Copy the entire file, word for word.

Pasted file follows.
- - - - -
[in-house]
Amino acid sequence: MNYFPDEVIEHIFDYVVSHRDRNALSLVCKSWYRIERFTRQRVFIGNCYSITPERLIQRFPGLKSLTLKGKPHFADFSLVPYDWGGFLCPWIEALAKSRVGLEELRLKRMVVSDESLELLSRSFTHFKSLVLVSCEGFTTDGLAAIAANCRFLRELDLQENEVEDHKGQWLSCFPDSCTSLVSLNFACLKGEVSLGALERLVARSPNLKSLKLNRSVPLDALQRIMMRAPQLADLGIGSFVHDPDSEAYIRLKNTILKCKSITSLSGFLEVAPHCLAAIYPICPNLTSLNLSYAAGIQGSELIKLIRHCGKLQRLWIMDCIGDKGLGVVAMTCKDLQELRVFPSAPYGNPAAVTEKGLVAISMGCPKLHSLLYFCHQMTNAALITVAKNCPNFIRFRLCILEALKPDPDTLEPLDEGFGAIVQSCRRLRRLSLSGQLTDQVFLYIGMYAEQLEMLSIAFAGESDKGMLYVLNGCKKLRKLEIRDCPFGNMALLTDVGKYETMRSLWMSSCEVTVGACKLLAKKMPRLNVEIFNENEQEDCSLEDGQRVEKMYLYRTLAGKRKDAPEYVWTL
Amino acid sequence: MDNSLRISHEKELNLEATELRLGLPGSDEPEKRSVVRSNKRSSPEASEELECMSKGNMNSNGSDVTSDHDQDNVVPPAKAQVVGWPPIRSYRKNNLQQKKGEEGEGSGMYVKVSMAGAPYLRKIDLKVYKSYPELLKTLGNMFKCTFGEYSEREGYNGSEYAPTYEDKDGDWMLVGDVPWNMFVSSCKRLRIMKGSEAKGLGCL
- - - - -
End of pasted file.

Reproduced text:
[in-house]
Amino acid sequence: MNYFPDEVIEHIFDYVVSHRDRNALSLVCKSWYRIERFTRQRVFIGNCYSITPERLIQRFPGLKSLTLKGKPHFADFSLVPYDWGGFLCPWIEALAKSRVGLEELRLKRMVVSDESLELLSRSFTHFKSLVLVSCEGFTTDGLAAIAANCRFLRELDLQENEVEDHKGQWLSCFPDSCTSLVSLNFACLKGEVSLGALERLVARSPNLKSLKLNRSVPLDALQRIMMRAPQLADLGIGSFVHDPDSEAYIRLKNTILKCKSITSLSGFLEVAPHCLAAIYPICPNLTSLNLSYAAGIQGSELIKLIRHCGKLQRLWIMDCIGDKGLGVVAMTCKDLQELRVFPSAPYGNPAAVTEKGLVAISMGCPKLHSLLYFCHQMTNAALITVAKNCPNFIRFRLCILEALKPDPDTLEPLDEGFGAIVQSCRRLRRLSLSGQLTDQVFLYIGMYAEQLEMLSIAFAGESDKGMLYVLNGCKKLRKLEIRDCPFGNMALLTDVGKYETMRSLWMSSCEVTVGACKLLAKKMPRLNVEIFNENEQEDCSLEDGQRVEKMYLYRTLAGKRKDAPEYVWTL
Amino acid sequence: MDNSLRISHEKELNLEATELRLGLPGSDEPEKRSVVRSNKRSSPEASEELECMSKGNMNSNGSDVTSDHDQDNVVPPAKAQVVGWPPIRSYRKNNLQQKKGEEGEGSGMYVKVSMAGAPYLRKIDLKVYKSYPELLKTLGNMFKCTFGEYSEREGYNGSEYAPTYEDKDGDWMLVGDVPWNMFVSSCKRLRIMKGSEAKGLGCL